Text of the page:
The Three Amigos are undoubtedly prodigiously talented, which is ironically what has propelled them to super-stardom and all the baggage that has come with it. They are capable of things on the rugby pitch that others simply are not, but there surely comes a point when that ability is outweighed by the off-field dramas and disregard for the rules and respect of your teammates. And it is not like they don’t have decent replacements in these positions – we are not talking about front five players here. Australia do not want for quality backs.

While Tuilagi’s actions were immature, they were also harmless. No one can say Tuilagi does not care about the teams he plays for, or thinks he is above everyone else – you simply do not survive in an environment like the Tigers with an attitude like that. Conversely, O’Connor has just been dropped from the books at the Melbourne Rebels, the newest Australian franchise and one that, frankly, is hardly in a position to cast off its biggest name lightly. That speaks volumes.

At what point do the ARU cut their losses and say enough is enough? It must be fast approaching.

By Jamie Hosie
Follow Jamie on Twitter: @jhosie43

Title photo by: Patrick Khachfe / Onside Images
‘Three Amigos’ photo courtesy of Green and Gold Rugby

12 thoughts on “The ‘Three Amigos’ – more trouble than they’re worth?

  1. Very thought provoking argument there. Can’t say I saw the Australian players reactions after losing to the All Black’s, but if it’s true that O’Connor looked like he didn’t give a toss them that in itself merits being dropped from the squad.

    Nothing worse than giving your all on the rugby pitch (only the lose the games that matter) and having some tosser just stroll off into the bar completely not bothered. Imagine if this was the case with someone in the England vs Wales 6ns game? Indeed it was that kind of backlash after the 2011 RWC that bought about such radical change in the England camp.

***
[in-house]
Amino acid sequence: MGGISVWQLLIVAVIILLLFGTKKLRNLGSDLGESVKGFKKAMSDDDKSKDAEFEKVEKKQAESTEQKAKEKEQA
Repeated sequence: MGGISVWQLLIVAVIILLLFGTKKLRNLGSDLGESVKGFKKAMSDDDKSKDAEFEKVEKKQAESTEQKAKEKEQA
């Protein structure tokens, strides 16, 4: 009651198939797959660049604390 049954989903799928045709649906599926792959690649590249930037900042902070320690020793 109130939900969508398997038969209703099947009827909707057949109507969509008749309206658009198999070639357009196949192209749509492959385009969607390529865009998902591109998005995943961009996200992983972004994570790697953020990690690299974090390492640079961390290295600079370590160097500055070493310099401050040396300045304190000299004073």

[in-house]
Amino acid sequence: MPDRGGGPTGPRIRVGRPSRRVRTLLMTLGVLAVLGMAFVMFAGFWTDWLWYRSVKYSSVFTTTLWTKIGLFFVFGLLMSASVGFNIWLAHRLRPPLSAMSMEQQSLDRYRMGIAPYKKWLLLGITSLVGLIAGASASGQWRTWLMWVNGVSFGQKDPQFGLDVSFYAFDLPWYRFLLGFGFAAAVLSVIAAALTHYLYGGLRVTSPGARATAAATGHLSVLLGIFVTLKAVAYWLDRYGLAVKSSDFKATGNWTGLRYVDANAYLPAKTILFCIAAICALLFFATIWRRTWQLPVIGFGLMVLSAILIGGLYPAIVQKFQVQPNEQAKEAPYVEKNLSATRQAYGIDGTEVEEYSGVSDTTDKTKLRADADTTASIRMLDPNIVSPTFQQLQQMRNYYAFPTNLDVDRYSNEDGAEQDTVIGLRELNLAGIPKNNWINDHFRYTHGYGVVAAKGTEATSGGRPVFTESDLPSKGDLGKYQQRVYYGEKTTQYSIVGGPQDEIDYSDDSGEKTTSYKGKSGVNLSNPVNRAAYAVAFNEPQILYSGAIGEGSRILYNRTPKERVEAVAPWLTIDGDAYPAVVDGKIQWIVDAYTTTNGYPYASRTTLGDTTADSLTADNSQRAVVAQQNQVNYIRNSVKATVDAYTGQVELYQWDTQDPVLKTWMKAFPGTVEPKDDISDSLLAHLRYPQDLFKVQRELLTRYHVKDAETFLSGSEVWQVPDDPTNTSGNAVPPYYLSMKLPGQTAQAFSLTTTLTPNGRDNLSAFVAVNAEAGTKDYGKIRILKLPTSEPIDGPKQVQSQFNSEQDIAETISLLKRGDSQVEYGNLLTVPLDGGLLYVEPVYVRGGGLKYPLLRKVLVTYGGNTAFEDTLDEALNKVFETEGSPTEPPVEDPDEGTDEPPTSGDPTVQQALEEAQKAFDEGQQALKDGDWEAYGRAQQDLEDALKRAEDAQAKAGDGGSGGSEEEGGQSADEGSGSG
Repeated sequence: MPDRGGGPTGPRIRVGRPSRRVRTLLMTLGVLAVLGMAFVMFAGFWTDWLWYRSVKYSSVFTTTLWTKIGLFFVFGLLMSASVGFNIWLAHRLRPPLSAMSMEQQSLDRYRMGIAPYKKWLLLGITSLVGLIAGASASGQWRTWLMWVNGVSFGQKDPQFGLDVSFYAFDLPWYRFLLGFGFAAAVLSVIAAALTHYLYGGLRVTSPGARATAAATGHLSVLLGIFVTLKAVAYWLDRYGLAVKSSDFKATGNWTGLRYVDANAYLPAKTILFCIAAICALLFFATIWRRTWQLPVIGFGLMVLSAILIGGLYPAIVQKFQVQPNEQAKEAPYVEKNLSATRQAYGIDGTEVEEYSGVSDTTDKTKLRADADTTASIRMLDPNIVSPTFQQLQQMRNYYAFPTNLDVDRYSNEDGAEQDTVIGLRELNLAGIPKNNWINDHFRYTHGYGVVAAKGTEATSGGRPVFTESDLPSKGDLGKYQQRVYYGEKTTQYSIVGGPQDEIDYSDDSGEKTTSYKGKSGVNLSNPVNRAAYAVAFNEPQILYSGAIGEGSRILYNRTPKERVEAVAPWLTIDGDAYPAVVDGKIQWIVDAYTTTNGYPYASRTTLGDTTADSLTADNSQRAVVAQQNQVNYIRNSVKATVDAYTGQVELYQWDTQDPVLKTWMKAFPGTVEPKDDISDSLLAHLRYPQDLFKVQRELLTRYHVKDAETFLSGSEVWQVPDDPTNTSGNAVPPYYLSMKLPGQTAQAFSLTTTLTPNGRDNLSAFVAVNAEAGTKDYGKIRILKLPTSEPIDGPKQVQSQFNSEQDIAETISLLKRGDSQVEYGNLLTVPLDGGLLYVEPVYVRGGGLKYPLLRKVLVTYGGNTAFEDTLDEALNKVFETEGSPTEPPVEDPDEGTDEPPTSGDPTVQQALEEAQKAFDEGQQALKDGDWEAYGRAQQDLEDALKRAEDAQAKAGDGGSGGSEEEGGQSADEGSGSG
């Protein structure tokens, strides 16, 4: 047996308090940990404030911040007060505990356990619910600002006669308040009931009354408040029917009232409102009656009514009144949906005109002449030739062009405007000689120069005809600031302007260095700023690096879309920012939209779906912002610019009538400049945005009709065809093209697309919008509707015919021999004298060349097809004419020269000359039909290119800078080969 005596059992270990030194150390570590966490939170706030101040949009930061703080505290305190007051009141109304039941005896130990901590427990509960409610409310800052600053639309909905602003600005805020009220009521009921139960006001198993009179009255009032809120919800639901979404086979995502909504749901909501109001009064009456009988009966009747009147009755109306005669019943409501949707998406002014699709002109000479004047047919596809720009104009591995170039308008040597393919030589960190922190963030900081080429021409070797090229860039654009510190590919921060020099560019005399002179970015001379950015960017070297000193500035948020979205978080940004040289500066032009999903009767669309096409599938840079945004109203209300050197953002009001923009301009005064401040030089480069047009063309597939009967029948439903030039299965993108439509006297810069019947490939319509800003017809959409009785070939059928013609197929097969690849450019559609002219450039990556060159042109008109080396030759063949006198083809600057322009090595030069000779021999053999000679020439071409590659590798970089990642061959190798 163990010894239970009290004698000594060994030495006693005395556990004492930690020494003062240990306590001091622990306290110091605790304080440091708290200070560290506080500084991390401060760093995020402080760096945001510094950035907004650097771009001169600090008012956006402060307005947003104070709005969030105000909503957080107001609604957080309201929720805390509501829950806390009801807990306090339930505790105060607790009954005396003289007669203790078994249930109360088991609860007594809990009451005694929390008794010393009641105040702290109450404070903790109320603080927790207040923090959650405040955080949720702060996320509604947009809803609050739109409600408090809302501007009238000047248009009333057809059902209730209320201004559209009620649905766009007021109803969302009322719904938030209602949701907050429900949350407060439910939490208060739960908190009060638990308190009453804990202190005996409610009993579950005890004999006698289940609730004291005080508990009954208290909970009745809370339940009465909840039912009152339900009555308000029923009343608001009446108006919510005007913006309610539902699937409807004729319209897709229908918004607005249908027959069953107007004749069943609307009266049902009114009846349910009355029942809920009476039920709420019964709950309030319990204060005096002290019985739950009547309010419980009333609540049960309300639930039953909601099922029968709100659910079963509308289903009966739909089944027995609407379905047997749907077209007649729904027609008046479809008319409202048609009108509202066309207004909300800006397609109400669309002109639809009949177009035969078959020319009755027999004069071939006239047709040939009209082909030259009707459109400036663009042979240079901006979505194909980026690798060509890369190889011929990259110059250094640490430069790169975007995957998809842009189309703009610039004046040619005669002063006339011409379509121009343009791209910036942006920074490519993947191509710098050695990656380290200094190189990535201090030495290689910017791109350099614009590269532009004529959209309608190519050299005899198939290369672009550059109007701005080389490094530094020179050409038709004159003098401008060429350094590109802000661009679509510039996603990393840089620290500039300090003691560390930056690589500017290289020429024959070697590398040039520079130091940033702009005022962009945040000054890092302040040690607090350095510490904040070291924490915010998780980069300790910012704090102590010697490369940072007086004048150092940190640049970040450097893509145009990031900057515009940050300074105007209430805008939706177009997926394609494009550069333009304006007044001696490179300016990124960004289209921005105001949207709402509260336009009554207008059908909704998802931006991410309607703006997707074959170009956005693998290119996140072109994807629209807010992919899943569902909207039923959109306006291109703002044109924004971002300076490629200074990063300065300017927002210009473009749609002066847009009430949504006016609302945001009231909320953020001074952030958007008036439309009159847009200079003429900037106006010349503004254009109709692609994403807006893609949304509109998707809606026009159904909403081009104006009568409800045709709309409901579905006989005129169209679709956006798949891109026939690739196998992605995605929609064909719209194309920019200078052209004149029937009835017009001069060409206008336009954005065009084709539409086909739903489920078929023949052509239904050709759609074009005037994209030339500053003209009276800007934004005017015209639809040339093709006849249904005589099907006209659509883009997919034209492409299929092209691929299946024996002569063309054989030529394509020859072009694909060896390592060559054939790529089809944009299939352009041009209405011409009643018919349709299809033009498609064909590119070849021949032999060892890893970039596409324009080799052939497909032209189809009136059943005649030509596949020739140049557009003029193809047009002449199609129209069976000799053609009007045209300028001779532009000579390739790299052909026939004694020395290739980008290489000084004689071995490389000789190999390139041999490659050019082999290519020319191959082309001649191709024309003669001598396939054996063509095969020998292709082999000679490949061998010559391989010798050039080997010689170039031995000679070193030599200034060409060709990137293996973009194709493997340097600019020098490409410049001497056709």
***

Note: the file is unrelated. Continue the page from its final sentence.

2. Imagine that was an England player, or Danny Cipriani or Gavin Henson?

    What actions would be taken by clubs if it were the latter two?

    Danny Care got dropped from the England set up entirely, after ‘undesirable off field situations’ and then played some of the best rugby of his career.

    Sometimes it just takes the chop to provide the kick up the backside.

    1. Whilst I agree to an extent, do you really think Cipriani wouldn’t be in the England squad if he was playing the sort of rugby we saw him play in 2007/8? No chance, he’d be in there.

      Care as well, whilst the incident caused the ban, was hardly on form. You’re talking about a different level of player with these three.

      I do agree there needs to be a limit, but it’s a bigger decision when they’re that talented.

      1. Cipriani was dropped in 2008 for visiting a nightclub after hours. I cannot believe that Lancaster would not react in the same way as Ashton did at the time.

        As for Care, he was the form scrum half at the time and was dropped not just from the team but from the squad entirely for the length of the 6 Nations.

        The potential that O’Connor, Beale and Cooper have is huge but no-one can claim they’ve lived up to it so far. In 10 years time, no-one will be mentioning them as amongst the greats of the game.

        Its good to see the Rebels taking action. If Australia followed suit then it might teach them a lesson. After all, without rugby, what are they? Where is their celebrity then?